Former Labor Chief Takes Plea Deal in Funds Case

Times Staff Writer

Former Los Angeles City Councilman and labor leader Martin Ludlow has agreed to plead guilty to a criminal conspiracy that secretly diverted union money to his 2003 council campaign, officials said Friday.

Faced with embezzlement and coverup allegations that include backdating records and passing an envelope of unreported cash to a campaign worker, Ludlow will pay fines and restitution of $186,000 and accept a four-year ban from public office and a 13-year prohibition on leading a union. The union ban could be reconsidered after five years.

As part of the deal with federal and state prosecutors and the city Ethics Commission, Ludlow will avoid jail time -- if a federal judge agrees -- in exchange for cooperating with investigators, who also filed charges Friday against Janett Humphries, the former president of Service Employees International Union Local 99.


Humphries immediately pleaded not guilty to two state counts, including conspiring to provide illegal funding from Local 99 to Ludlow’s campaign.

She was also indicted by a federal grand jury on one count of conspiracy and 17 counts of embezzling union funds to help Ludlow’s campaign and finance lavish travel for herself, her family and friends. She has not yet entered a plea to those charges.

Deputy Dist. Atty. Max Huntsman said the city’s election process seeks to give candidates a level playing field by limiting individual contributions to $500 and requiring the reporting of all money spent to support a contender.

“The allegations involve a conspiracy to overcome those laws, to allow Mr. Ludlow to have access to a large pool of money that his competition didn’t have,” Huntsman said. “When you have a level playing field set out for an election and somebody violates those rules ... that endangers the democratic process.”

Ludlow, 41, is scheduled to appear Monday in Superior Court to plead guilty to one felony charge of conspiring to violate city campaign finance laws and to two misdemeanor charges.

He has already signed a federal plea agreement, admitting that he participated in an embezzlement conspiracy to have Local 99 spend $36,492 on six workers who were put on the union payroll but actually worked on his campaign, and to cover cellphone, photocopying and office supply charges.


Gordon S. Heddell, inspector general for the U.S. Department of Labor, which oversees spending by unions, added that using union money to illegally aid a political campaign betrays “members’ trust and weakens the public trust.”

The federal agreement also requires that Ludlow cooperate with the inspector general of the Metropolitan Transportation Authority, which has been investigating contracting decisions by that agency dating back to when Ludlow served on the board.

However, federal prosecutors agreed not to prosecute him for his role, while a board member, in helping an associate get a $282,000 public relations contract even though conflict-of-interest rules prohibited him from officially acting on the project.

Ludlow did not appear in court Friday, but his three attorneys issued a statement.

“Mr. Ludlow has admitted that he made mistakes,” the lawyers wrote. “He has accepted responsibility for those mistakes by reaching agreements to settle this matter with federal and local authorities. He will do so by formally admitting what he did and by continuing his personal cooperation.”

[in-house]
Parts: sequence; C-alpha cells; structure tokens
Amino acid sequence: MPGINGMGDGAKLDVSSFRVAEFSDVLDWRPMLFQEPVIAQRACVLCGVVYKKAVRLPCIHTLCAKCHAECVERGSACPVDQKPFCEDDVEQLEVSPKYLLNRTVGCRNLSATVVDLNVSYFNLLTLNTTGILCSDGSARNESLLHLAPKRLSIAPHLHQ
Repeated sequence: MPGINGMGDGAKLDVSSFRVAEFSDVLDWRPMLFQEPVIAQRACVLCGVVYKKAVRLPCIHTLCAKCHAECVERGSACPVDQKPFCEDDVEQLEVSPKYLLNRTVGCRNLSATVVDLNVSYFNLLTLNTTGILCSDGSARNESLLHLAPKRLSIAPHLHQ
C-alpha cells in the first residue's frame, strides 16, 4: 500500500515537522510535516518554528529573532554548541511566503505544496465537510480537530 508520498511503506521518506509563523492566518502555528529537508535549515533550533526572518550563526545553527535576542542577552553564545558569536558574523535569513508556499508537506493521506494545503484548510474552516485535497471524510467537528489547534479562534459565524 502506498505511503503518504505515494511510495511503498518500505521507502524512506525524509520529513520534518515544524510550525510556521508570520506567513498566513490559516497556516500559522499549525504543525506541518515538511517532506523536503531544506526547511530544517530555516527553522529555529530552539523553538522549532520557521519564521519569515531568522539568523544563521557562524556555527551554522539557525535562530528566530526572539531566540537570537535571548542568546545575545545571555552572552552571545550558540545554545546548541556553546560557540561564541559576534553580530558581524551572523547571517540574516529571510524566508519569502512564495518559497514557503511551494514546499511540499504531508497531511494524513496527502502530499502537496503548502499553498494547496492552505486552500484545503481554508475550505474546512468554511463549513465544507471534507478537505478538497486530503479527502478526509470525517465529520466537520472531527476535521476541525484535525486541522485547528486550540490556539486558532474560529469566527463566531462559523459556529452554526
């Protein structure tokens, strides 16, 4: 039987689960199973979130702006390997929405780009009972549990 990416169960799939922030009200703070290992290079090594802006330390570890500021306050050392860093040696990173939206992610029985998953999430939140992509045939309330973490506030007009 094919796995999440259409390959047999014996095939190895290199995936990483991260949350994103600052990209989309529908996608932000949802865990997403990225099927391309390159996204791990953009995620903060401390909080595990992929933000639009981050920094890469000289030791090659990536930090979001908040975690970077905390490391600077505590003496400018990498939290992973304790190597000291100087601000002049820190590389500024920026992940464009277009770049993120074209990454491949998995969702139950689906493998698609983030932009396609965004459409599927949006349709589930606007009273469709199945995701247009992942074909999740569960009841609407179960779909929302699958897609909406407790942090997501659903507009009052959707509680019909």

Ludlow left the City Council last summer to become executive secretary-treasurer -- the top staff position -- of the Los Angeles County Federation of Labor upon the unexpected death of his longtime labor mentor, Miguel Contreras.

Ludlow announced last week that he would also leave that post in the face of the campaign investigation.


The complaints filed by federal and state prosecutors allege that Ludlow approached several people to work on his 2003 campaign who were later put on the union payroll.

Humphries, the state’s complaint alleges, told the union’s bookkeeper that “several people were to be paid by Local 99 for work done on Martin Ludlow’s campaign” because the union had already contributed the legal maximum of $500.

The complaint also alleges that in December 2002, Ludlow provided an envelope containing $1,300 in cash to campaign worker Gregory Akili and directed him to give it to staff member Kineta Shorts to pay for work on his campaign.

However, Ludlow later filed campaign finance reports that failed to disclose the cash payment to Shorts and other expenditures.

He also tried to cover up the illegal activity by directing Akili “to create antedated work product” for the union and sign a false contract, according to the state complaint.

Akili and other “phantom workers” for the union are cooperating with prosecutors, officials said.


Humphries is also charged with directing the union bookkeeper to create backdated documents and change employment records to “make them appear as independent contractors rather than employees,” the complaint says.

The largest fine against Ludlow from the three prosectorial agencies, $105,000 by the city Ethics Commission, may not come from his pocket.

Under city law, former elected officials can reopen old campaign committees as legal defense funds and accept contributions from supporters to cover legal expenses and fines.

Meanwhile, officials said the investigation into Local 99 funds is continuing.

“There is an ongoing investigation on the part of the district attorney’s office into the conduct at issue here,” Huntsman said. “Whether that is going to branch out into something further or simply enable us to effect our prosecution would just be speculation on my part. But we’re not done.”

Local 99 has spent hundreds of thousands of dollars to legally support more than a dozen local candidates.